In 1991, a book came out with no credited author. It is titled Scandal: Inside Stories of Power, Intrigue and Corruption. Among the many subjects of the book, it builds a good case about Marilyn Monroe being possibly murdered. Her second husband, Joe DiMaggio, was possessive and jealous. After their divorce in 1954, he could never really let go of her. He hired private detectives to follow Marilyn and her friends. He was obsessive enough that he never married again. French artist Jean Cocteau hinted that her death should serve as a terrible lesson to those whose chief occupation consists of spying on and tormenting film stars. Monroe’s funeral on August 8, 1962 was organized by Joe DiMaggio. For a guy who was that devoted, he refused to talk about her publicly. At Christmas 1961, Joe came to stay with Marilyn Monroe in Los Angeles. They were said to be happy enough for a few days, but he did not stay. After the holidays were over, he flew back to New York.
At the end of January 1962, Marilyn went from living in an apartment on Doheny to a single-story bungalow in Brentwood. However, Marilyn had every right to be fearful of the mafia than Joe DiMaggio. She had turned 21 before acting in her debut film, Dangerous Years, in July 1947. When she began her screen career, organized crime had gained widespread influence in Hollywood. By the time that the `50s rolled on in, Monroe and a number of other actresses were victims of an extortion racket run by a L.A. gangster named Mickey Cohen. The women would be seduced while a recording was made. Copies of the tape would then be sold at high prices unless the victims paid to keep matters quiet. In 1959, the L.A. District Attorney was keeping Cohen under surveillance when his agents saw Marilyn several times in the company of Cohen’s henchmen. One of those agents, Gary Wean, had listened to one blackmail-worthy tape of Marilyn.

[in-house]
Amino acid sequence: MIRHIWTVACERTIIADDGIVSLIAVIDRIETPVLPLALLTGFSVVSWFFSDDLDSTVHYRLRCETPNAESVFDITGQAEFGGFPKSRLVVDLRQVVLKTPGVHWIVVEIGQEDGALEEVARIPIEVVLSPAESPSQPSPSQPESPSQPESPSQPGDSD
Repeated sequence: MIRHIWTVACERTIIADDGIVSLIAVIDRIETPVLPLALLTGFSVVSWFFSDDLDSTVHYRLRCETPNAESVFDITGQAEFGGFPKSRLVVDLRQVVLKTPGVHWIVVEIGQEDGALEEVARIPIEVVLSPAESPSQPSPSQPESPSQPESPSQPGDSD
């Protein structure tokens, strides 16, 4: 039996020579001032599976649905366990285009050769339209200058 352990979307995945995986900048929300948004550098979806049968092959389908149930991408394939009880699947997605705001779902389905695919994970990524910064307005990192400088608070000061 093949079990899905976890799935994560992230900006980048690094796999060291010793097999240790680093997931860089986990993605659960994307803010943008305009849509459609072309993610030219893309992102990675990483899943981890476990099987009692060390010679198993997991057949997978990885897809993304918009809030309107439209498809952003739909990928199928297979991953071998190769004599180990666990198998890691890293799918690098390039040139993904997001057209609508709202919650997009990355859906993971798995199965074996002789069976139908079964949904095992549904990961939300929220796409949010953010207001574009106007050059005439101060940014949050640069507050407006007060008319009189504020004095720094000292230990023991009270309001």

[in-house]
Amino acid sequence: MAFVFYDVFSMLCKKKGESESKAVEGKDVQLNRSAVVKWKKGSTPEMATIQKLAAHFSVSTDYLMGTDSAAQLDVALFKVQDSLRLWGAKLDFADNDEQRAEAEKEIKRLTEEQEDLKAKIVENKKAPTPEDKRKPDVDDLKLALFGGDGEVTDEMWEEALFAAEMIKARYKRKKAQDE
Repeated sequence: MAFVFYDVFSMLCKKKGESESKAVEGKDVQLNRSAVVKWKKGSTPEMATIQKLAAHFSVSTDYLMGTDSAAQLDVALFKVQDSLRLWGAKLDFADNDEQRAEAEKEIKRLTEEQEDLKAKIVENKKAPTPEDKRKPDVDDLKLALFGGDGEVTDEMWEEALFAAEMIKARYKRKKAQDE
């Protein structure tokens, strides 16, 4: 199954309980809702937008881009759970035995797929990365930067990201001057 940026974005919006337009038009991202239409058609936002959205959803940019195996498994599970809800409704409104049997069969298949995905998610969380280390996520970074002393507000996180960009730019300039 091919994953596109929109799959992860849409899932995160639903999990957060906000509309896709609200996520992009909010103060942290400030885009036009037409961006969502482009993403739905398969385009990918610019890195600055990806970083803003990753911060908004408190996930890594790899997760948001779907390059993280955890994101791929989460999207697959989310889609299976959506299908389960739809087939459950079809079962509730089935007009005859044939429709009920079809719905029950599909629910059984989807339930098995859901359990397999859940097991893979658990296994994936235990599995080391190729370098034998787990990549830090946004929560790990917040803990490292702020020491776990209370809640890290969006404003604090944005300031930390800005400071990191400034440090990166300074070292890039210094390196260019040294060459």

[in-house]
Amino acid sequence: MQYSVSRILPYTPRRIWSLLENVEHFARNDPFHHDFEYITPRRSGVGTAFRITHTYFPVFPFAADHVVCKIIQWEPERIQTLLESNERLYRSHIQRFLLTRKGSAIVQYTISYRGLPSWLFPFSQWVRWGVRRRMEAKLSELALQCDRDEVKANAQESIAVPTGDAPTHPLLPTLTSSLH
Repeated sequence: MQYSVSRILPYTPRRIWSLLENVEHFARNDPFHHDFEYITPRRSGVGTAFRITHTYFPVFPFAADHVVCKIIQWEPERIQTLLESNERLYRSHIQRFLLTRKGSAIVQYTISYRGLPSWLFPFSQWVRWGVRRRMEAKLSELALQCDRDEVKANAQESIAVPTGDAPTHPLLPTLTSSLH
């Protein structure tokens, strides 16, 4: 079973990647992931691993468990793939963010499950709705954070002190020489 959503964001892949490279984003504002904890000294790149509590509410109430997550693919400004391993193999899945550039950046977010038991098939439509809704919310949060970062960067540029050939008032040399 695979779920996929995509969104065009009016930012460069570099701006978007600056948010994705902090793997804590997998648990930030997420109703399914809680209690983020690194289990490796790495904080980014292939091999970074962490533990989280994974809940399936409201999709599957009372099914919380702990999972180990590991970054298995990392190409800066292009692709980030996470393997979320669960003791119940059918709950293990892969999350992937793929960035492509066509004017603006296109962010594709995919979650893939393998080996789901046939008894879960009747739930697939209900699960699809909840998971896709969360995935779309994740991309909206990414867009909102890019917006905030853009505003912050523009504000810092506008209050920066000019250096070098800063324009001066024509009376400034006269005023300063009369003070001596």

In August 1960, Frank Sinatra invited the cast of The Misfits to hear him sing at the Cal-Neva Lodge overlooking Lake Tahoe. This casino and resort complex, which Sinatra was in the process of buying, was to bring into question his reported association with one of the most powerful underworld figures in America – Sam Giancana – head of the Chicago Mafia. Giancana owned a part of the Cal-Neva. On Election Day (November 5), he used his influence to help John Kennedy win Chicago and, with it, the state of Illinois. With these votes, Kennedy won election to the White House by a narrow margin over his Republican rival, Richard Nixon. Marilyn and the president continued to see each other before and after his inauguration in January 1961. With her marriage to Arthur Miller ending, she had also been having an affair with Sinatra. What could have been a love triangle was complicated by the fact that John Kennedy’s brother, Robert, had a fling with her.